13 June 2020

Dear Parishioners,

An aspect of our communal faith-life that I’m lamenting the absence of is the ability to join-in the singing of a rousing hymn! Although admitting that the prospect of having to begin a hymn a cappella, in the absence of our gifted and faithful organists, causes butterflies to fly around my stomach, when others begin to join-in there is a spark igniting the great starting moment to our liturgies. Even better with the organ and other musical accompaniment! Congregational singing is great camouflage for the nervous singer, questioning their own ability to hold a note, and gives the more confident a theatre to blast out with gusto. Without a physical congregation, I am still inclined to begin Mass with a hymn, sometimes more tunefully than others as the willing spirit of adventure overtakes natures gift. The noisy result maybe more Margarita Pracatan than Placido Domingo! Thank goodness these unharmonious moments remain between the Lord and myself!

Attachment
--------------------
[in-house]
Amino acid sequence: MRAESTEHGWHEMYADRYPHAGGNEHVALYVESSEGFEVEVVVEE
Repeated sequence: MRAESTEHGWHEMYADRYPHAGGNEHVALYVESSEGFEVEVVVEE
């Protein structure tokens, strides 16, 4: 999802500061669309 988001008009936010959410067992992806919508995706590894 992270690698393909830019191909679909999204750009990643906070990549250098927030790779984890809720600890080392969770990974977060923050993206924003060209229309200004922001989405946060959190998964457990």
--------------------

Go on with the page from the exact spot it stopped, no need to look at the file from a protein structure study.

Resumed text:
Hymns and music in general, often subtly colour significant moments on life’s journey, and many have the ability to transport us in an instant to special times, places and reunite us with loved ones, opening, key-like, a wealth of evocative memories. Whenever Tell out my soul is sung at Mass in Otley, Dad always relays the fact to me; reminding us both of the recessional music on the day of my Advent Ordination, when the Gospel was that of the Annunciation. The day Thou gavest is our family Funeral hymn, and as for the hymns chosen by couples for their wedding day there is an eclectic mix of words and music spanning a spectrum from hymns sung at school to more tried and tested compositions including classics like All things bright and beautiful. Sometimes too there is that lovely overlap between generations as a soon-to-be bride or groom asks for the inclusion of a hymn, solo item or piece of music, heard at their parents or even grandparents wedding.